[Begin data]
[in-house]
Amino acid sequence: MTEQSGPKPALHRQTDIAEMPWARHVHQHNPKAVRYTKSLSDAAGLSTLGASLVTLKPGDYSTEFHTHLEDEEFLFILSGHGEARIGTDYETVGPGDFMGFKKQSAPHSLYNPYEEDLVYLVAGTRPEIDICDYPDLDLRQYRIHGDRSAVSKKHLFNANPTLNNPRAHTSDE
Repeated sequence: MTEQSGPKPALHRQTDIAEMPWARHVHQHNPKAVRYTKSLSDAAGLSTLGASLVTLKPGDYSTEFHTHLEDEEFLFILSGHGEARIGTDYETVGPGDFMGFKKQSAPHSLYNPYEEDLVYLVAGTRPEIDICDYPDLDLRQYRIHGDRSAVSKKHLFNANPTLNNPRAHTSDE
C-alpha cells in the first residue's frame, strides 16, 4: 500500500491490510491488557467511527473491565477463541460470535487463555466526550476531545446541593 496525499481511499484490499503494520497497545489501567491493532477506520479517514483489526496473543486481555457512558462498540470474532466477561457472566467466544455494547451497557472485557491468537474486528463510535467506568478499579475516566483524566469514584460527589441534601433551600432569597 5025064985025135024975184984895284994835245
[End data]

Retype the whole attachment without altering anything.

[in-house]
Amino acid sequence: MTEQSGPKPALHRQTDIAEMPWARHVHQHNPKAVRYTKSLSDAAGLSTLGASLVTLKPGDYSTEFHTHLEDEEFLFILSGHGEARIGTDYETVGPGDFMGFKKQSAPHSLYNPYEEDLVYLVAGTRPEIDICDYPDLDLRQYRIHGDRSAVSKKHLFNANPTLNNPRAHTSDE
Repeated sequence: MTEQSGPKPALHRQTDIAEMPWARHVHQHNPKAVRYTKSLSDAAGLSTLGASLVTLKPGDYSTEFHTHLEDEEFLFILSGHGEARIGTDYETVGPGDFMGFKKQSAPHSLYNPYEEDLVYLVAGTRPEIDICDYPDLDLRQYRIHGDRSAVSKKHLFNANPTLNNPRAHTSDE
C-alpha cells in the first residue's frame, strides 16, 4: 500500500491490510491488557467511527473491565477463541460470535487463555466526550476531545446541593 496525499481511499484490499503494520497497545489501567491493532477506520479517514483489526496473543486481555457512558462498540470474532466477561457472566467466544455494547451497557472485557491468537474486528463510535467506568478499579475516566483524566469514584460527589441534601433551600432569597 5025064985025135024975184984895284994835245